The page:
Generation gap

24 Sep
Mind the Gap

Photo by Buh Snarf on Flickr (Creative Commons)

Don’t they grow up quickly?’

We now have confirmation that the opposite is true: that young people are growing up more slowly than ever before. 25 now appears to be the start of adulthood (not 16, or 18, or even 21).

I don’t mean to sound preachy since growing up is such a vital experience that no one should ever feel they’ve completed the journey.

But I do feel some culture shock  because of the generation gap. One of these happens when students complain about gaps in the timetable, as if university were only about classes and that learning is a transaction that can be constrained into as few hours as possible.

Perhaps this comes with the marketisation of higher education (‘I’ve paid my fees, just give me a good degree for minimum effort’). But what about the limits of markets? Do markets explain how we make friends and fall in love? Can consumerism explain how we gain jobs and develop careers? Do businesses control ever aspect of our lives and thoughts?

The uncomfortable truth is that learning happens in the gaps (it’s when we learn most about ourselves) and that mistakes are an essential prelude to successful achievement. We need more gaps, not fewer, if we’re to think and invent ourselves out of our prison cells.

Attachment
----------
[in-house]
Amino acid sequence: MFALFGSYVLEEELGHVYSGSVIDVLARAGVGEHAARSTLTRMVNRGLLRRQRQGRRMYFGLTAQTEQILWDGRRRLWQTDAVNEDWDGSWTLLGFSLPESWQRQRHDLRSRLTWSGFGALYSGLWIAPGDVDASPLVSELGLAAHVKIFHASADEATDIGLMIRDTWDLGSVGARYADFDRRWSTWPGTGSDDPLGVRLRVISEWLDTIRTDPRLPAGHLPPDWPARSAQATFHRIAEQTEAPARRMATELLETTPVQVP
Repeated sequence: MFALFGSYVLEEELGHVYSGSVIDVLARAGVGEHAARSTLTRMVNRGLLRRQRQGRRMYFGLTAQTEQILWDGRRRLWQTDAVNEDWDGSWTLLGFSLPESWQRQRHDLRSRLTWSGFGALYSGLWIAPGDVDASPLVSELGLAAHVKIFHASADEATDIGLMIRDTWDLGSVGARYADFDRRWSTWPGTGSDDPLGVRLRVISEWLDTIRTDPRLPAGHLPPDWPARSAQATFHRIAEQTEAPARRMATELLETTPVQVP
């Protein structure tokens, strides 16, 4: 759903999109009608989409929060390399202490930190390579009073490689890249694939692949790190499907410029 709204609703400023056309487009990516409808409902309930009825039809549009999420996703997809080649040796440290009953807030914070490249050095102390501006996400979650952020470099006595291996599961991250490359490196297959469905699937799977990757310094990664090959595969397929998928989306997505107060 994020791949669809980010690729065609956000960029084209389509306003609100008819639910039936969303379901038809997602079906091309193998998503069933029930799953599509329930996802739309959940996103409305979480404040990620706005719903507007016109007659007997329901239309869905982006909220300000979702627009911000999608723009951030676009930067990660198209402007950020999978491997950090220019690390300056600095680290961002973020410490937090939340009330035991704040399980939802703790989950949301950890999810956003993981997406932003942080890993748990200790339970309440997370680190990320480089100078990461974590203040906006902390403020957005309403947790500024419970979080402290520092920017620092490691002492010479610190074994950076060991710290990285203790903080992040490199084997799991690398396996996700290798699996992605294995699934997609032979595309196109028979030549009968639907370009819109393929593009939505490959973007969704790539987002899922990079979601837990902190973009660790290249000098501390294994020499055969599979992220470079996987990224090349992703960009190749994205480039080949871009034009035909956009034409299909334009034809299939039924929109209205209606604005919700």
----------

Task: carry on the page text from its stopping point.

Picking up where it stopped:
Please do mind the gap, we don’t want any accidents here. But if you’re not willing to take a risk and move forward, then you’re not learning and developing.

About these ads

2 Responses to “Generation gap”

  1. David G H Phillips 17/10/2013 at 9:37 am #

    Yes, I agree but also want to look in the mirror. Are we teaching a trade at university?
    I think back to the last cohort I taught in the UK.
    Did I challenge thinking about privacy in a Big Data era or machine understanding in an age of semantic computing? Was the idea that the statements students make with their dress code also a statement that their clothes could make to each other?
    Is the idea of digital ghettos an issue for public relations as big as ethics in corporate affairs?
    These are questions that students should encounter and I failed.
    Perhaps I too needed a sabbatical.

    • Richard Bailey 17/10/2013 at 9:57 am #

      Failure is another word that’s been banished from the educator’s vocabularly – yet as you suggest we learn so much from our failures. Never stop learning (and never stop failing)!

Leave a Reply

Fill in your details below or click an icon to log in:

WordPress.com Logo

You are commenting using your WordPress.com account. Log Out / Change )

Twitter picture

You are commenting using your Twitter account. Log Out / Change )

Facebook photo

You are commenting using your Facebook account. Log Out / Change )

Google+ photo

You are commenting using your Google+ account. Log Out / Change )

Connecting to %s

Follow

Get every new post delivered to your Inbox.

Join 47 other followers

%d bloggers like this: